None shall stand when the demon stings,
they say, and at last
after an eternity of blood
the warrior drops to the ground.
His armor rent, his banners torn,
his razor arms lie broken, worn,
His helm, his famous helm of lore
now crushed to be the stuff of scorn,
No more battles, no brave deeds
shall the hero ever need,
His tale forgotten, legend lost
buried in the growing frost.
The end has come, the sun has set
the warrior has lost his will:
Finally the daylight shines
and I find the wasp on the windowsill.
Life’s gloom obscures the sturdiest foundations
where sunlight scrabbles seeking purchase.
They continue lurking when shaken free from their bonds;
coursing while firmly planted with the world borne on stout shoulders.
Humble soldiers march further into the depths than any other dares,
armed with sharpened spear to discretely pierce the earthen sheath.
They stretch so far to tap into reservoirs hidden from the surface,
mucking out a living behind the curtain where all else met its end.
They gleefully raze the fields of decay
to feed immature beauty firmly clapped in tight bud.
That vibrant colour’s emergence from sullen slumber
bolsters the loyal servant’s timeless endeavor of holding it all together
for an unforgettable display in a foreign kingdom.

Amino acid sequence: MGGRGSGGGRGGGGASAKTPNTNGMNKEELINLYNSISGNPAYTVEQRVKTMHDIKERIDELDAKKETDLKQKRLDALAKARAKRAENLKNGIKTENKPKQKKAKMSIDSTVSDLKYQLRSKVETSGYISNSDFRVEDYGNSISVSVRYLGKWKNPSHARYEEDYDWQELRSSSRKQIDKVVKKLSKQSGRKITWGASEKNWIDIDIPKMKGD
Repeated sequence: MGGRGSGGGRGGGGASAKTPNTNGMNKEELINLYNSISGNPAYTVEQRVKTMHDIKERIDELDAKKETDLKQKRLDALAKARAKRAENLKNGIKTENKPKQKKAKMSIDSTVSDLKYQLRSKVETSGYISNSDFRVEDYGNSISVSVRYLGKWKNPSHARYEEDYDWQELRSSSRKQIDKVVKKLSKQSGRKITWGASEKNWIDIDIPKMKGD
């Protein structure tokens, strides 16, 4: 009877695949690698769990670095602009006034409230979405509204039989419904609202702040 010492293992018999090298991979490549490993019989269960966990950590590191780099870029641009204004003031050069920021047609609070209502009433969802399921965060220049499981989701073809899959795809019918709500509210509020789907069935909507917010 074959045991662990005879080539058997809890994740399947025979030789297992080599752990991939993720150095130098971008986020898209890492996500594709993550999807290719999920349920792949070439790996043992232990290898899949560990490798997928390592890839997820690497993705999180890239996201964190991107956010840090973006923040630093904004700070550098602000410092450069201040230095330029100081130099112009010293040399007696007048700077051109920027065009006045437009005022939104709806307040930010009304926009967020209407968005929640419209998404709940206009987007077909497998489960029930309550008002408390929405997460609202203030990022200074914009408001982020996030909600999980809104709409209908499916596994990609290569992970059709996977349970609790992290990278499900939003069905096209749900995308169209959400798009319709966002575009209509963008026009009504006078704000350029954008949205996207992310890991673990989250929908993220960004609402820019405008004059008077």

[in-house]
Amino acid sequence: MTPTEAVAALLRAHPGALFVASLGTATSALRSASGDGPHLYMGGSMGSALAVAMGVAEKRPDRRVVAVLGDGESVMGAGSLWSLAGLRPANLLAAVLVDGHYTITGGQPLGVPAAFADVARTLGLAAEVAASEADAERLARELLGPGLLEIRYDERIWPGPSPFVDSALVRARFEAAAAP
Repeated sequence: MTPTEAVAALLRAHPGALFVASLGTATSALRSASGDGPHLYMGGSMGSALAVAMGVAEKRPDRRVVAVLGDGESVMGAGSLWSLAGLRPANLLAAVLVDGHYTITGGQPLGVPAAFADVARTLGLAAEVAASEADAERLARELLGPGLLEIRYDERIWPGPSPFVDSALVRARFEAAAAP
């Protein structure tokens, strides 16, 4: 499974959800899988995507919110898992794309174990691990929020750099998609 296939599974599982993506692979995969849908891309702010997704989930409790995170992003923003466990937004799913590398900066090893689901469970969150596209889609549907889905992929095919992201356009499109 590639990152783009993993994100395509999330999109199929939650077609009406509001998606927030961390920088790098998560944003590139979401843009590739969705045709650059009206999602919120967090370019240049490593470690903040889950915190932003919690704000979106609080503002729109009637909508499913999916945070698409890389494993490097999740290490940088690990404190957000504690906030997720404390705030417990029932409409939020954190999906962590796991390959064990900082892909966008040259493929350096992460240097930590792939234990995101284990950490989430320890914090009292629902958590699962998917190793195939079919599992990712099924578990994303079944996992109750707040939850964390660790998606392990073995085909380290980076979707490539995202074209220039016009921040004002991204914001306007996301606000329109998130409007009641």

A concrete jungle where life blooms.
the blue jay laughs
at his predator behind glass
his caw brings in his dearest friends
woodpecker, sparrow and mockingbird all flitter around the bend
to dance with glee
to their birdy beat
and perform a show
for furry foes
perched on a sill
ever so still
unable to catch
the blue jay that laughs
I sit in wonder of the splendid trees,
I listen to the whispering breeze.
I realize that poetry cannot explain,
The true feelings I have for the soft drizzling rain.
I look through the fog with awe inspired tenderness,
and think of the wonderful, terrible, rareness.
Art can only etch a pale clone,
of the singularly unique world shown.
Our blue marble is a gem to behold,
Our exceptional world is more precious then gold,
It's a world of knowledge; an amazing tome.
I am awed to be able, to call this place home.
Hope stretches her limbs to the sky,
yawning and reaching to elongate her body,
to stretch her joints and muscles,
to awaken her spirit and mind.
Her branches sprouting young leaves,
in the chilly morning new,
breathing the misty air,
carrying her smile to the sun.
As the day warms
she gently sways
with the tree
that encompasses her days.
Time to awaken.
Time to do.
Time to live.
Time to be.
(Image is part of Maxfield Parrish "Ecstasy")